DeKALB – Tamara Carlson admits it’s kind of nerdy.
However, that doesn’t stop her from getting together with a group of Northern Illinois University students each week to play Quidditch – a sports game lifted from the pages of the Harry Potter book series.
Carlson normally wouldn’t be found practicing for a sport in the field house. But for Quidditch, she makes an exception.
“I’m anti-sports,” Carlson, a senior, said during practice. “This is enough nerdiness to make it fun.”
Though the game was designed for wizards with magical powers, “muggles” have figured out a way to play, too. The game played at Hogwarts requires players to fly on brooms and seek out the elusive “golden snitch” to win the game. At NIU, Quidditch players do use brooms, only they run while holding one between their legs. That means players need the skills to catch and throw the “quaffle” and “bludger” balls using one hand.
The quaffle ball is about the size of a soccer ball and can be thrown through one of three hoops of varying heights to score points. A bludger ball is smaller and is meant for knocking players from their brooms.
The walnut-sized snitch – depicted in Harry Potter as a small gold ball that flies around seemingly with a mind of its own – is actually played by a person who runs around trying to escape the “seekers.” Seekers are after a small ball attached to the snitch’s waist, kind of like flag football.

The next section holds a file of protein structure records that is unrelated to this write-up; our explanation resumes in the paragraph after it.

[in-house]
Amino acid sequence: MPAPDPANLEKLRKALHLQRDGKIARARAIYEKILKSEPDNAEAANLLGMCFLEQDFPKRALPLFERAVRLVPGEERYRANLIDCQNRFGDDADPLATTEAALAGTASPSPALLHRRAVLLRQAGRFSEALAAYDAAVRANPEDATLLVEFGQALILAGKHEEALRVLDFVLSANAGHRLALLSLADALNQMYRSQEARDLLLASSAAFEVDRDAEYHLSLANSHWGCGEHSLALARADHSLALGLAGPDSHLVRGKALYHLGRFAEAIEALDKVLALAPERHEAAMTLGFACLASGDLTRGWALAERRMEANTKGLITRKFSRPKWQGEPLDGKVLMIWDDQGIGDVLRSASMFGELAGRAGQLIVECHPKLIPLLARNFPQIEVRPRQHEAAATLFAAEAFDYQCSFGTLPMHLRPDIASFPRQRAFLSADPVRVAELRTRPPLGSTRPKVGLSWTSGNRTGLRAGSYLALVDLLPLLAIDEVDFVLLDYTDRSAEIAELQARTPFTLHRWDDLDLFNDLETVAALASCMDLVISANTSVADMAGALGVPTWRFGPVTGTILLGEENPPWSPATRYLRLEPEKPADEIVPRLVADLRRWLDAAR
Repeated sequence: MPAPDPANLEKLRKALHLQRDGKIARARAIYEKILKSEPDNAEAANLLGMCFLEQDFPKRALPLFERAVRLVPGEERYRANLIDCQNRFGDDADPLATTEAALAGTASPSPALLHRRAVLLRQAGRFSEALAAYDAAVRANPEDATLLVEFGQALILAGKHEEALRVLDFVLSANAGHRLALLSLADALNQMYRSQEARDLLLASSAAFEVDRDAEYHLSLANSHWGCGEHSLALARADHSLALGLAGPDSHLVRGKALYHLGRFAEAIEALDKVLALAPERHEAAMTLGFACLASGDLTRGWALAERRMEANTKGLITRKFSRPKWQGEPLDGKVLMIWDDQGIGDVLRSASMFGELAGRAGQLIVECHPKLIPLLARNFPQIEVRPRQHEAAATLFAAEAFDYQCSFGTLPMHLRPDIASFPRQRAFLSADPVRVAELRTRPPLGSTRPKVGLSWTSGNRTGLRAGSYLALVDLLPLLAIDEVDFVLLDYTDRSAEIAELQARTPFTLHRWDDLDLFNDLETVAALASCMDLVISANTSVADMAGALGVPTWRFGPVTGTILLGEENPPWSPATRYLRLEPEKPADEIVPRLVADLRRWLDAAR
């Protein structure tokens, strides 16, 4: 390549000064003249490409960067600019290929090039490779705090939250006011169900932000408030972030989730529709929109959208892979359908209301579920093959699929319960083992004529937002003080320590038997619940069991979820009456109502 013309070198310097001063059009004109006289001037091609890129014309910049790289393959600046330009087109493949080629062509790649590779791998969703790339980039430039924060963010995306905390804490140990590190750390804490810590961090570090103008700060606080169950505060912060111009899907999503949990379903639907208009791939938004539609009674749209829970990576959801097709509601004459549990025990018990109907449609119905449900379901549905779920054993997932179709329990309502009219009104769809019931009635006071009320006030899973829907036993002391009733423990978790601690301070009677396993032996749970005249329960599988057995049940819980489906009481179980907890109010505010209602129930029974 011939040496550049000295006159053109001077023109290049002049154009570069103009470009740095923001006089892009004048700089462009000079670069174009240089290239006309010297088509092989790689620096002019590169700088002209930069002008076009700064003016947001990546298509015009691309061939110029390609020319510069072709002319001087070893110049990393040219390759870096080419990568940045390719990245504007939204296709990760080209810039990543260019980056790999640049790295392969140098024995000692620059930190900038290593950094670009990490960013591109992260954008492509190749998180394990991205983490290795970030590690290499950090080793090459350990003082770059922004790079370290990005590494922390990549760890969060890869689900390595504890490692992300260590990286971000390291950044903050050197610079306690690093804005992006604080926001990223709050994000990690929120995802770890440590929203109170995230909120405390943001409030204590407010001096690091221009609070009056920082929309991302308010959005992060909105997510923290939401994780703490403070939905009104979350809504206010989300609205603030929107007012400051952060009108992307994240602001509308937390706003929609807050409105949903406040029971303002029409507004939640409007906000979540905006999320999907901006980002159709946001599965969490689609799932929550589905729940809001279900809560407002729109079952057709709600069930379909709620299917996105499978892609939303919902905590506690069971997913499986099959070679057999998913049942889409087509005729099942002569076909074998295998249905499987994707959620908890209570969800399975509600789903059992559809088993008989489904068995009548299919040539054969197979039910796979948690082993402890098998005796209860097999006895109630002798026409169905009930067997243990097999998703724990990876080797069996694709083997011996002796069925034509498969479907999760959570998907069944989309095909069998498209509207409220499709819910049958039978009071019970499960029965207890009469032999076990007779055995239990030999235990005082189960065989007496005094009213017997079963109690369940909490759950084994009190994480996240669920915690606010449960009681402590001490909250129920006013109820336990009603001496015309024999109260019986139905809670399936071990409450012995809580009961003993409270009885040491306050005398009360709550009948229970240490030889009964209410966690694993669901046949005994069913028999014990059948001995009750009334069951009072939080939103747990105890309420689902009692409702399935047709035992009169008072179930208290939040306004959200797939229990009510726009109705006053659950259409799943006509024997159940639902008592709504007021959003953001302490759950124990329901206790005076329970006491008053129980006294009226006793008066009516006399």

“The people who created it really worked hard to make it as legitimate as they could,” said NIU freshman Micah Haji-Sheikh, who plays a beater position on the team.
The game requires a broad range of skills since it combines rugby, soccer, dodge ball, flag football and handball, said Bridget Hickey, the team’s president.
Hickey, a sophomore, started the Quidditch club second semester of last year. It started with about 12 people, and this semester it has drawn as many as 40 students to practices. She said she’s now working to make the team an official member of the International Quidditch Association, so NIU can compete against other universities. According to the IQA website, 319 schools have established Quidditch teams in the U.S., including 15 in Illinois.
Quidditch coach Amanda Liszewski makes sure players can keep up athletically, too. Practices start with laps around the track, quick sprints and passing drills. Players use one hand to catch balls, throw them into one of three hoops of varying heights to earn points or throw them at opposing players to knock them off their brooms.
“If you actually watch them play, it’s a lot of endurance-building,” Liszewski said.
Unlike most of NIU’s Quidditch players, Liszewski never has read a Harry Potter book or seen any of the movies. Anyone can enjoy the game, Hickey said, and that’s what’s so great about Quidditch. The game draws a crowd of people who maybe wouldn’t otherwise join a club or participate in a sport while in college, she said.
It’s a chaotic game that players – Harry Potter fans or not – can easily get lost in.
“It feels like you’re actually a Quidditch player,” Clabots said. “All we’d need to do is levitate.”